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  • Dominique McKay

Filling the Persistent Void

Finding fullness of life in Christ


A choir sings the lyrics of Radiohead’s “Creep” as images digitize on screen. Photos of smiling teens appear followed in rapid succession by images of weddings, new babies, and dances. It’s the trailer to the 2010 film “The Social Network,'' depicting a glamorous Hollywood tale of how Facebook entered our world and the seismic shift in media began.


At the very heart of creating social networks was the goal of filling a single void: the desire to be seen. What started as a way for college kids to discover new friends, rapidly expanded to an entire globe looking to have their minute-by-minute emotions affirmed.


But after nearly 20 years of pouring ourselves out online, the desire to be seen, recognized, and wanted persists. Even for those of us who don’t turn to social media, we too work to fill the void elsewhere — whether it be through our workplace, spouses, or kids. In the end, no matter how many places we search, we’re never fulfilled.


In Mark 5, the Bible introduces us to a woman suffering from a terrible condition. It’s not clear the diagnosis, but what we do know is she had been bleeding for twelve years. She spent all she had on finding a diagnosis and treatment, visiting doctor after doctor but to no avail. Rather than getting better, her suffering grew worse.


In addition to the physical burden, the woman also carried with her societal shame. In her culture, blood was a sign of being “unclean.” As a result, she would need to be isolated from others, including those in her own family. A person who bleeds would be unfit to be seen in public. She was an outcast in her own society.


Desperate for a solution, she decided to take an enormous risk. She heard rumors about a healer named Jesus, and in faith, she began to seek him out. When she spots Christ in a crowd, she takes action, squeezing herself into a steady stream of people. This was a radical decision given her lowly, shameful social status. She inches her way closer to Christ’s presence. As she nears him, she reaches out her hand believing, “If I touch even his garments, I will be made well.” (Mark 5:28)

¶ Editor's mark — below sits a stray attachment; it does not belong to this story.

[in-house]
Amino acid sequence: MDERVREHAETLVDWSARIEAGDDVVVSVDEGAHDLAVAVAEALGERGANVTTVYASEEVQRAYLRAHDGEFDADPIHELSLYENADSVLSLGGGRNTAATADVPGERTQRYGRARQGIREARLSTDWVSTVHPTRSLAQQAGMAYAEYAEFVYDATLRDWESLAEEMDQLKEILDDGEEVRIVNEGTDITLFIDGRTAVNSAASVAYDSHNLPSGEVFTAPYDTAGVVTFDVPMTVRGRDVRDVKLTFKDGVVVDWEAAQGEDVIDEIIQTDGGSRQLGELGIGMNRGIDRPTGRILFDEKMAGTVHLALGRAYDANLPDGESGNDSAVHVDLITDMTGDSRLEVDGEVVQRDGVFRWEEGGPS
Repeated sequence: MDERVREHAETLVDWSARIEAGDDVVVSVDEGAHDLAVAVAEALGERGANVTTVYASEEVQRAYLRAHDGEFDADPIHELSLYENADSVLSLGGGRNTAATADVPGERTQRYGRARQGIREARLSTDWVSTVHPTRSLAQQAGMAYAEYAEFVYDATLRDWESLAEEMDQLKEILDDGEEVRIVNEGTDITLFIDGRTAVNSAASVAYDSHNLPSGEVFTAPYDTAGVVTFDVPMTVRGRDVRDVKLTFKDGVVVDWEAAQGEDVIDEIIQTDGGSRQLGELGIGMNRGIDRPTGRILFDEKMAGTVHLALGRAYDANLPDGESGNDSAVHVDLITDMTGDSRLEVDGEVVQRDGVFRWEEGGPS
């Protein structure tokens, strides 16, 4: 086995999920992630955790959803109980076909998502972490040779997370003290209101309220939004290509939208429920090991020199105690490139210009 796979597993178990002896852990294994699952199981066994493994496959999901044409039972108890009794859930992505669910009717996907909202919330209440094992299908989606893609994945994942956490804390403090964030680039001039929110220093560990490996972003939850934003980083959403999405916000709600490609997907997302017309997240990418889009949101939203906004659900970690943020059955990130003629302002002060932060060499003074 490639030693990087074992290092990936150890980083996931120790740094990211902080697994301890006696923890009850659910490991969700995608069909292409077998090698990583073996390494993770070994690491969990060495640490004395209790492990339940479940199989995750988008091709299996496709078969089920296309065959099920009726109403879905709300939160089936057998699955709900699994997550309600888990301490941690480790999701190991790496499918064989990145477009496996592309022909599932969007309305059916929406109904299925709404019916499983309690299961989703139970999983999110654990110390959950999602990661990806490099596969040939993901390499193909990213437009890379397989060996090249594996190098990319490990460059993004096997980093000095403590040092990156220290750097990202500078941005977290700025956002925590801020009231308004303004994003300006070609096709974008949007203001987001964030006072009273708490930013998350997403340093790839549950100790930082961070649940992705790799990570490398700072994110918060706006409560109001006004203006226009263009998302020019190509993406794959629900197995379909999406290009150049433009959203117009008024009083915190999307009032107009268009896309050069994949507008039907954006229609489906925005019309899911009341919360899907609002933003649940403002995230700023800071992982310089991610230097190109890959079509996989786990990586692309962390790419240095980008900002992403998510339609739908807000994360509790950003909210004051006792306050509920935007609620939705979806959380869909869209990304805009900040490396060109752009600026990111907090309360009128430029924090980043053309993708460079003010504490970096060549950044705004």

The woman’s instincts were right. She touches his garment, and she’s instantly healed. In the midst of the crowd, Christ immediately turns around searching for her. “Who touched my garments?” he asks (Mark 5:30). The disciples look at him puzzled. The crowd was pressing in all around them, and there was no way to know who had touched him.


As the woman steps forward, and in the middle of this crowded place, Christ acknowledges her and praises her publicly for her faith. This is an incredible moment in a society where women were largely dismissed, devalued, and treated like mere property. It’s an even more incredible moment for a woman who had been an outcast in her community for more than a decade. Jesus wasn’t simply recognizing her faith, he was making a public presentation of that recognition.


Through this event, God healed the woman, but more importantly, he removed the societal shame her condition created. She came for physical healing, but Christ’s recognition of her in the crowd spoke to the deeper, unexpressed healing she desired. In that moment, she was seen, recognized, and loved by God in a radically counter-cultural way.


No other person or thing on Earth has the power God does to see well beyond our surface needs and fulfill our deepest desires so completely. In John 6:35 Jesus says, “I am the bread of life. Whoever comes to me will never go hungry, and whoever believes in me will never be thirsty.” In Christ, every void is filled, and in his death and resurrection, all our shame is removed.


After twelve years of suffering, the woman in Mark put all her faith and trust in God — believing in him that her deepest desire would be fulfilled. The question is: are we willing to do the same?




Dominique McKay is a Women's Ministry Associate in Washington, D.C.

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